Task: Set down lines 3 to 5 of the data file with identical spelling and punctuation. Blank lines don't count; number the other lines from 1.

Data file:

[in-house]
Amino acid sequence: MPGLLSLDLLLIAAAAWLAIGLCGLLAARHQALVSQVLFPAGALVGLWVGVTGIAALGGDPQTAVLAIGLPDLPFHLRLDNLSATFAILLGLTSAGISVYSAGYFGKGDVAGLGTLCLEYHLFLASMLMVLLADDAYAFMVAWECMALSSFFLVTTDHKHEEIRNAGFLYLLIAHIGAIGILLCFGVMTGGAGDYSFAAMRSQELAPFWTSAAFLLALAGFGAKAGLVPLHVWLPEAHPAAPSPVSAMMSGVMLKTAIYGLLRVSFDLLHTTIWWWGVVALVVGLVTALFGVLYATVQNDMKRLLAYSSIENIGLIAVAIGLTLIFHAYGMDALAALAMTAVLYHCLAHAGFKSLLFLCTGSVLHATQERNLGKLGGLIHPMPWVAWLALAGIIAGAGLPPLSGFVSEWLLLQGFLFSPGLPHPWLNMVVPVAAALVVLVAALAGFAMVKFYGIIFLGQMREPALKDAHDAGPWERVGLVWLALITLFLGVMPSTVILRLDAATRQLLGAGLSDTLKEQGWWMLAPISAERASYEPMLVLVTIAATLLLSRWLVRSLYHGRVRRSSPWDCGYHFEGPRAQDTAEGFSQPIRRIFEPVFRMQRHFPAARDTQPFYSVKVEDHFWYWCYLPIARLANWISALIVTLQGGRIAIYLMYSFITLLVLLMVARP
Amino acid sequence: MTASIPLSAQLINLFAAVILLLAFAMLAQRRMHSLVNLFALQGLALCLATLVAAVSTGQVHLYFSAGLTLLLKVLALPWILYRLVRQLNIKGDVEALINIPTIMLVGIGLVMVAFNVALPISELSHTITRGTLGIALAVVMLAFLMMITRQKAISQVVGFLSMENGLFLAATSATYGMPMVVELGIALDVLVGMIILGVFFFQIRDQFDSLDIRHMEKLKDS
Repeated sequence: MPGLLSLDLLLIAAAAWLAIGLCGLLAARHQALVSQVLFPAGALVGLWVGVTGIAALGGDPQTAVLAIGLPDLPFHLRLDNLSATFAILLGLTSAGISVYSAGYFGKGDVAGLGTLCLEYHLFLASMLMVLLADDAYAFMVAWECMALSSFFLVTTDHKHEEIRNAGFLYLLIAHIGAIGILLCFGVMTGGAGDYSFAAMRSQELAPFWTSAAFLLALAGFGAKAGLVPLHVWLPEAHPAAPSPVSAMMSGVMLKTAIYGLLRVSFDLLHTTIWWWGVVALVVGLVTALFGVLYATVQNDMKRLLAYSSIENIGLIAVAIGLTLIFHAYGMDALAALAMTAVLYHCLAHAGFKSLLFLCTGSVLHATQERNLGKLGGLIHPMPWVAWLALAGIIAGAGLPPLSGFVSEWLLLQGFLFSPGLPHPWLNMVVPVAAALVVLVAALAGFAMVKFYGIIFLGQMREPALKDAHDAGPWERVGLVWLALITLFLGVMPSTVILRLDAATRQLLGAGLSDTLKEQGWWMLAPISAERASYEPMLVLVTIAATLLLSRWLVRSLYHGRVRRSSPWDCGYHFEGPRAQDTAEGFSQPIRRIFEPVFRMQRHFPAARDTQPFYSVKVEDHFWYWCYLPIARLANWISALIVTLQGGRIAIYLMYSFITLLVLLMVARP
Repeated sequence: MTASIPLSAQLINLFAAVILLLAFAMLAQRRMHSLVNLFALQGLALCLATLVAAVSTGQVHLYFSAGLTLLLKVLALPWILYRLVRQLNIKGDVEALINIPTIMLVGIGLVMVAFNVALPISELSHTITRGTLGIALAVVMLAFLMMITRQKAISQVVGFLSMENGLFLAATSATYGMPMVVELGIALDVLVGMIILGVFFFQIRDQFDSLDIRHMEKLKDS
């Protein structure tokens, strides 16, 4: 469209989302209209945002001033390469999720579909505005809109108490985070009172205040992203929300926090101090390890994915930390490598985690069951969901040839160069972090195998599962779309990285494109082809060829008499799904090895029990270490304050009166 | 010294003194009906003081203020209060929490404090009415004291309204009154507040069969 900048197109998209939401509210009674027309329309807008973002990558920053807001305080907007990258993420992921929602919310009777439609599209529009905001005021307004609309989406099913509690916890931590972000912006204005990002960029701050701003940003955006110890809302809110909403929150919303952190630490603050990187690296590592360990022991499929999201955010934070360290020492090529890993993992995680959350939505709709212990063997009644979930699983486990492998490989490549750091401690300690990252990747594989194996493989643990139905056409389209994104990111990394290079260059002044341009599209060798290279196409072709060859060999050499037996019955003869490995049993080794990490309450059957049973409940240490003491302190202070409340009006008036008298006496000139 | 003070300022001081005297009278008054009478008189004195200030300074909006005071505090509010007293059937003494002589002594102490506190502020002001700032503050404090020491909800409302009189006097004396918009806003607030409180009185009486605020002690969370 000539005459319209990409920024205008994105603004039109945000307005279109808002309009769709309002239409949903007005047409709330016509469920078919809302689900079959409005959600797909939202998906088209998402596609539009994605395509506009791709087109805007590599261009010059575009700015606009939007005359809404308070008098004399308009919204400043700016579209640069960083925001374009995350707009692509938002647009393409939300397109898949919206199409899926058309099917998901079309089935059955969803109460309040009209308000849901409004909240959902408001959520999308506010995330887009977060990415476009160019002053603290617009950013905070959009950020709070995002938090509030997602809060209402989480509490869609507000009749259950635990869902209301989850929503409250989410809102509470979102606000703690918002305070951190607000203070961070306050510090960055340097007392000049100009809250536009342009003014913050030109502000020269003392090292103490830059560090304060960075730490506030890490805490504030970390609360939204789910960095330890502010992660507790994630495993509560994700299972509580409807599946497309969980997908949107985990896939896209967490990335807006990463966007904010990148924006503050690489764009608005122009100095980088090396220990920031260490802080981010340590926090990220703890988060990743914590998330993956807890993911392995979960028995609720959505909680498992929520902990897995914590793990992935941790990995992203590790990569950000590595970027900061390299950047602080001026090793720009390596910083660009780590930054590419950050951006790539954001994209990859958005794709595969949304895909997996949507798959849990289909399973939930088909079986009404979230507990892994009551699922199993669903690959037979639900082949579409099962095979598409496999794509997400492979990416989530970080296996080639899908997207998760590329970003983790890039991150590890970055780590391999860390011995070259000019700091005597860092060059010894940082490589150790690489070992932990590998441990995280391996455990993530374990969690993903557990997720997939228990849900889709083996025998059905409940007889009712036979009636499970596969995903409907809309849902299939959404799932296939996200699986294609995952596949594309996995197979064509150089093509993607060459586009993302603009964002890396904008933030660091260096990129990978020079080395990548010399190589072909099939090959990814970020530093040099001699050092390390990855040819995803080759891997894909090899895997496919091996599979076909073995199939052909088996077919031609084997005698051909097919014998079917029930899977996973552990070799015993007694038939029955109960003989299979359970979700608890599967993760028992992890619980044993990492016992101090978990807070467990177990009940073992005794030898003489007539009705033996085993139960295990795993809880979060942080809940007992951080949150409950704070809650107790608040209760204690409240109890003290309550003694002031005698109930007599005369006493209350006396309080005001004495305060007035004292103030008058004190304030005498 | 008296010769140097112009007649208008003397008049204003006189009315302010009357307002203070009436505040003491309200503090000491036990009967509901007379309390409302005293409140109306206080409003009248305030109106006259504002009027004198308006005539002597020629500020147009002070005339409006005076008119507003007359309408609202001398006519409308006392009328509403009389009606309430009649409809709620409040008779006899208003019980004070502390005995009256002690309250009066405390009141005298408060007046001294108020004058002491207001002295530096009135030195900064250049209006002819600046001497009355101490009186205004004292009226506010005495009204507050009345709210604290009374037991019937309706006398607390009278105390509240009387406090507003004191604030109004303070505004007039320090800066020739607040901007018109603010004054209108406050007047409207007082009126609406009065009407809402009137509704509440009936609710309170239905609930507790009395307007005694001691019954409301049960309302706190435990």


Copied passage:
Amino acid sequence: MTASIPLSAQLINLFAAVILLLAFAMLAQRRMHSLVNLFALQGLALCLATLVAAVSTGQVHLYFSAGLTLLLKVLALPWILYRLVRQLNIKGDVEALINIPTIMLVGIGLVMVAFNVALPISELSHTITRGTLGIALAVVMLAFLMMITRQKAISQVVGFLSMENGLFLAATSATYGMPMVVELGIALDVLVGMIILGVFFFQIRDQFDSLDIRHMEKLKDS
Repeated sequence: MPGLLSLDLLLIAAAAWLAIGLCGLLAARHQALVSQVLFPAGALVGLWVGVTGIAALGGDPQTAVLAIGLPDLPFHLRLDNLSATFAILLGLTSAGISVYSAGYFGKGDVAGLGTLCLEYHLFLASMLMVLLADDAYAFMVAWECMALSSFFLVTTDHKHEEIRNAGFLYLLIAHIGAIGILLCFGVMTGGAGDYSFAAMRSQELAPFWTSAAFLLALAGFGAKAGLVPLHVWLPEAHPAAPSPVSAMMSGVMLKTAIYGLLRVSFDLLHTTIWWWGVVALVVGLVTALFGVLYATVQNDMKRLLAYSSIENIGLIAVAIGLTLIFHAYGMDALAALAMTAVLYHCLAHAGFKSLLFLCTGSVLHATQERNLGKLGGLIHPMPWVAWLALAGIIAGAGLPPLSGFVSEWLLLQGFLFSPGLPHPWLNMVVPVAAALVVLVAALAGFAMVKFYGIIFLGQMREPALKDAHDAGPWERVGLVWLALITLFLGVMPSTVILRLDAATRQLLGAGLSDTLKEQGWWMLAPISAERASYEPMLVLVTIAATLLLSRWLVRSLYHGRVRRSSPWDCGYHFEGPRAQDTAEGFSQPIRRIFEPVFRMQRHFPAARDTQPFYSVKVEDHFWYWCYLPIARLANWISALIVTLQGGRIAIYLMYSFITLLVLLMVARP
Repeated sequence: MTASIPLSAQLINLFAAVILLLAFAMLAQRRMHSLVNLFALQGLALCLATLVAAVSTGQVHLYFSAGLTLLLKVLALPWILYRLVRQLNIKGDVEALINIPTIMLVGIGLVMVAFNVALPISELSHTITRGTLGIALAVVMLAFLMMITRQKAISQVVGFLSMENGLFLAATSATYGMPMVVELGIALDVLVGMIILGVFFFQIRDQFDSLDIRHMEKLKDS